Azure virtual machines will also give you more control over your computing environment. An Azure VM gives you the flexibility of virtualization without having to buy and maintain costly physical hardware.
Once you have a better understanding of Azure products and how they fit into your migration strategy, it’s time to evaluate your existing infrastructure. Here are some tools to help:
This tool automatically inspects your on-premises environment, whether physical or virtualized, and provides a checklist for moving your workloads to the cloud. After the assessment, the tool generates a report detailing the workload attributes/configuration that are ready to move and what requires further investigation before moving. The report also provides additional resources to resolve issues and prepare the workload for a move to Azure.
The MAP Toolkit is an agentless inventory, assessment and reporting tool that securely assesses IT environments for various platform migrations including Windows 8.1, Windows 7, Office 2013, Office 2010, Office 365, Windows Server 2012 and Windows 2012 R2, SQL Server 2014, Hyper-V, Microsoft Private Cloud Fast Track and Azure. Since version 8.0, MAP Toolkit can assess environments and provide readiness information for both physical and virtualized workloads migrating to Azure.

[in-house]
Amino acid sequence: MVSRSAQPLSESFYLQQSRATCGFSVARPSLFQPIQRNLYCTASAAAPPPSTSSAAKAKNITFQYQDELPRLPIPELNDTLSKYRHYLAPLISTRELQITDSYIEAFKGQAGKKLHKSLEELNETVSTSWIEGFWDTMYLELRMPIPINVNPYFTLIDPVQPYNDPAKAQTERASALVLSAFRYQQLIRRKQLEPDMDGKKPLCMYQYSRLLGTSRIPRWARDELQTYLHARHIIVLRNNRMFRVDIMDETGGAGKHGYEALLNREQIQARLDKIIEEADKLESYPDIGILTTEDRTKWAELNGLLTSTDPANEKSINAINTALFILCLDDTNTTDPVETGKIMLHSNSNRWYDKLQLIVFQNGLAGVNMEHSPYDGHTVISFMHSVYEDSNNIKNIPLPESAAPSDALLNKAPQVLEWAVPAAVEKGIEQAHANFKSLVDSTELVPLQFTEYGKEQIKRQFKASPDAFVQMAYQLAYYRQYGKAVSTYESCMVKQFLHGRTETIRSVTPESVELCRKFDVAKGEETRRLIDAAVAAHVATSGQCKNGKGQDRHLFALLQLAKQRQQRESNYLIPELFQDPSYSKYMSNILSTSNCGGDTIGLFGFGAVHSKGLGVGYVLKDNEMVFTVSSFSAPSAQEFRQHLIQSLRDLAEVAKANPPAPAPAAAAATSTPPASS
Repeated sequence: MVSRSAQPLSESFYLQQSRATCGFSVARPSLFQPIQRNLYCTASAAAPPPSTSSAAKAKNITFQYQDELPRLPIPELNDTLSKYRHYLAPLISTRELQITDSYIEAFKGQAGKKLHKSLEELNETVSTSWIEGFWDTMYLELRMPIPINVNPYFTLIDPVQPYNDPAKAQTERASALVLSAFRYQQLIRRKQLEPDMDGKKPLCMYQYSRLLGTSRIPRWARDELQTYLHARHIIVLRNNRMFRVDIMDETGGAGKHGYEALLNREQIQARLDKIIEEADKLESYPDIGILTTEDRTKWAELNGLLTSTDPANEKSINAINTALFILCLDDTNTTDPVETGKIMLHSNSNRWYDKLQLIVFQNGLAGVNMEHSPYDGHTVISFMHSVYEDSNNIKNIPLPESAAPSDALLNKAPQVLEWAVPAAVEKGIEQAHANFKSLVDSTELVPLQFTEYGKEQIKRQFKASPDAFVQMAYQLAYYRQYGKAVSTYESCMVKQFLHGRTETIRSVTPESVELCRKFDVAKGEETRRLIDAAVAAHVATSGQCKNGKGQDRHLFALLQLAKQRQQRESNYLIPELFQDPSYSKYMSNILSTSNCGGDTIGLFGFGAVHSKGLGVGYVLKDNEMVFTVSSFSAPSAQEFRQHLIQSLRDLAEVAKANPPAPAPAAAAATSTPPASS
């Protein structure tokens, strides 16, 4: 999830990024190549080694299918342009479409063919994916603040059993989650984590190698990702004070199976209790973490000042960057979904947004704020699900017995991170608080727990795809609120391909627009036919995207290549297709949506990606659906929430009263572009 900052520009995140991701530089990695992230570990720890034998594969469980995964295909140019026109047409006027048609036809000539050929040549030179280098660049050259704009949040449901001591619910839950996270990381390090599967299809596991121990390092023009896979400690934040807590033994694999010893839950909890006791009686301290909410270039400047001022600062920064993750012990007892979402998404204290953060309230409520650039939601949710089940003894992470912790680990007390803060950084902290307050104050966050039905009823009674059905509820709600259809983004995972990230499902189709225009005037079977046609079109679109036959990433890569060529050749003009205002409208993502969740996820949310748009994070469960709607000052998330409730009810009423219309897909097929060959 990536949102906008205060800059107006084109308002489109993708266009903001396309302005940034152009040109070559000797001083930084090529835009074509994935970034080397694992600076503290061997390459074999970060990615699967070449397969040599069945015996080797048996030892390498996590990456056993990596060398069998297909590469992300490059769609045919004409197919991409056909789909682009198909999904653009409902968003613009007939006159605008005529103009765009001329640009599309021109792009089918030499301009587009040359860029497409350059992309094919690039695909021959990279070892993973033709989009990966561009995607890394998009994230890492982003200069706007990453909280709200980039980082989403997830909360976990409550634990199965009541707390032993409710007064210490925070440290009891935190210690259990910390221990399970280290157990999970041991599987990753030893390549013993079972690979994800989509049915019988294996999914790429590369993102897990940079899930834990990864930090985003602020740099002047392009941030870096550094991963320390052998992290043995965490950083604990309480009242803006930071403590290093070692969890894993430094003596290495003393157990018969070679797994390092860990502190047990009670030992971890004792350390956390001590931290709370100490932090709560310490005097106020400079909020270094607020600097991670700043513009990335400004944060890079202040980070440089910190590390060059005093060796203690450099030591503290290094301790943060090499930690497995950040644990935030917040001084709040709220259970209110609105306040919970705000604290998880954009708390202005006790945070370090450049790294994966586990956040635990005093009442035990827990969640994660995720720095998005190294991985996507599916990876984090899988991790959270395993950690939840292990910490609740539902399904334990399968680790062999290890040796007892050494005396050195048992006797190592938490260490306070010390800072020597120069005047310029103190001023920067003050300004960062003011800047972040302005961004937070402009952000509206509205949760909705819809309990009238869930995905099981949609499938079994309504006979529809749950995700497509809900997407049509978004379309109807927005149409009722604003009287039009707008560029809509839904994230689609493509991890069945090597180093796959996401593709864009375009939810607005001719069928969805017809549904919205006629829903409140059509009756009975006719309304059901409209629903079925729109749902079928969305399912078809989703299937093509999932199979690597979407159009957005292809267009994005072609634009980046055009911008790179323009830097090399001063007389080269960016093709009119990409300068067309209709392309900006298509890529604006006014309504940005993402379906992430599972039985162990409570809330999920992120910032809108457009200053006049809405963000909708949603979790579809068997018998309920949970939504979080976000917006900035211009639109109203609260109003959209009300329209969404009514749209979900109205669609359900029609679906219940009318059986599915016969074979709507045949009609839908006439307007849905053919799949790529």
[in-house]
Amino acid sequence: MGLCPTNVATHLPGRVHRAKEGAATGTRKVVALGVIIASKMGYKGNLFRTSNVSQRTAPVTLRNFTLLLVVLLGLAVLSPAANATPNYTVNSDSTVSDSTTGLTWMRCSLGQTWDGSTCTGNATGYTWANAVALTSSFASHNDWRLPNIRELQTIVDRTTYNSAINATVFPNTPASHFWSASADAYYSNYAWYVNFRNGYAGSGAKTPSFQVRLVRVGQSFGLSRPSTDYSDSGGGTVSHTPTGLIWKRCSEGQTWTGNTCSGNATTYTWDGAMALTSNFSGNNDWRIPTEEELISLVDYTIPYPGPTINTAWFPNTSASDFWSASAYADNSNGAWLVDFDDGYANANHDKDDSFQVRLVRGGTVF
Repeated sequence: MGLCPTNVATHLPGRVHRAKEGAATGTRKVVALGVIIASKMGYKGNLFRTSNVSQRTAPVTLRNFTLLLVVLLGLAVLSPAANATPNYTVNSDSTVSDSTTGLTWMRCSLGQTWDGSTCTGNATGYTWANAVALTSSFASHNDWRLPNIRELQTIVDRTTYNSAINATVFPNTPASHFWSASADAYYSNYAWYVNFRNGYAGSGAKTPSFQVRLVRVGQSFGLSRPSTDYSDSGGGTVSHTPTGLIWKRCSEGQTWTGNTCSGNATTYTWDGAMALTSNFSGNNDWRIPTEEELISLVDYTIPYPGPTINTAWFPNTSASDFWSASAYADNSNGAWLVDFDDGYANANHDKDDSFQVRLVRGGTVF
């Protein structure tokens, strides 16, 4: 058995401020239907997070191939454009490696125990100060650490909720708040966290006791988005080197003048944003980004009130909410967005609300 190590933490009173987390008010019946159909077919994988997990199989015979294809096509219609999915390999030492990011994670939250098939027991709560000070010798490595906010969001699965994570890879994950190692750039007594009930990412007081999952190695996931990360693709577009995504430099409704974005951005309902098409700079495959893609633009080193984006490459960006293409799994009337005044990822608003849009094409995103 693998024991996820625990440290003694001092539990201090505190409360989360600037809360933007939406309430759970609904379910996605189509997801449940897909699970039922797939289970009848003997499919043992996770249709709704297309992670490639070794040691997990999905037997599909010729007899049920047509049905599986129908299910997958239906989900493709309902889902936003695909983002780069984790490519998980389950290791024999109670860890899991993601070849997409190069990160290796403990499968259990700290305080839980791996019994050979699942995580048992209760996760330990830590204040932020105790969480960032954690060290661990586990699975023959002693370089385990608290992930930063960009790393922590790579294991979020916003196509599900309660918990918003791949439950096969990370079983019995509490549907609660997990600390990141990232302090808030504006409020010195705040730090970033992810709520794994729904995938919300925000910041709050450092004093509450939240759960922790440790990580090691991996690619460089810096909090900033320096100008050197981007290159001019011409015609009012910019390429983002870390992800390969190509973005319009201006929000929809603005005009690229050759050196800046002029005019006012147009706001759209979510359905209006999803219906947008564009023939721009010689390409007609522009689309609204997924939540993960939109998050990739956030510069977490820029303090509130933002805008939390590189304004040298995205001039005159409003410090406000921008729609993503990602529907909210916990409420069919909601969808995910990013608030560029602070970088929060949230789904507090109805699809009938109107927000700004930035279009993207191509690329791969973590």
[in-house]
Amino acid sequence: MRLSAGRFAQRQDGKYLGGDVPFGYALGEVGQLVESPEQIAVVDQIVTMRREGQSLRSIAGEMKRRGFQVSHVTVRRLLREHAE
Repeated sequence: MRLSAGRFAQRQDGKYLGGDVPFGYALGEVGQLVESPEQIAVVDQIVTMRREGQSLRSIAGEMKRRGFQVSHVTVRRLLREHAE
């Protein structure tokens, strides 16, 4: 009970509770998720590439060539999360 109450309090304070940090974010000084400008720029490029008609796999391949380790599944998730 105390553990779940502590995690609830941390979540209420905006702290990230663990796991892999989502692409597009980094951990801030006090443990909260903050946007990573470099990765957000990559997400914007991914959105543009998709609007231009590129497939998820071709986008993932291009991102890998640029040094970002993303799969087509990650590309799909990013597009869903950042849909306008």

Both of these tools can help you carefully review and document all applications, workloads and processes you currently use, including:
Current Infrastructure: Map your virtual and physical system configurations to an equivalent Azure instance. Evaluate specs like CPUs, disk size and storage demand.
Current Network Architecture and Capacity: Assessing your network architecture and capacity will help you evaluate bandwidth to replicate changes made on virtual machines. Use a capacity planning tool or bandwidth assessment tool to determine whether replicating a virtual machine would kill your network.
Performance Requirements: You need to know what IOPS you’ll require to avoid lags and maintain the same performance in your new Azure environment.
High Availability/Resilience Requirements: You need a system that will function in the event of failure. Thoroughly document your disaster recovery processes, resiliency configurations and recovery time objectives to ensure your data can be restored easily in your new environment.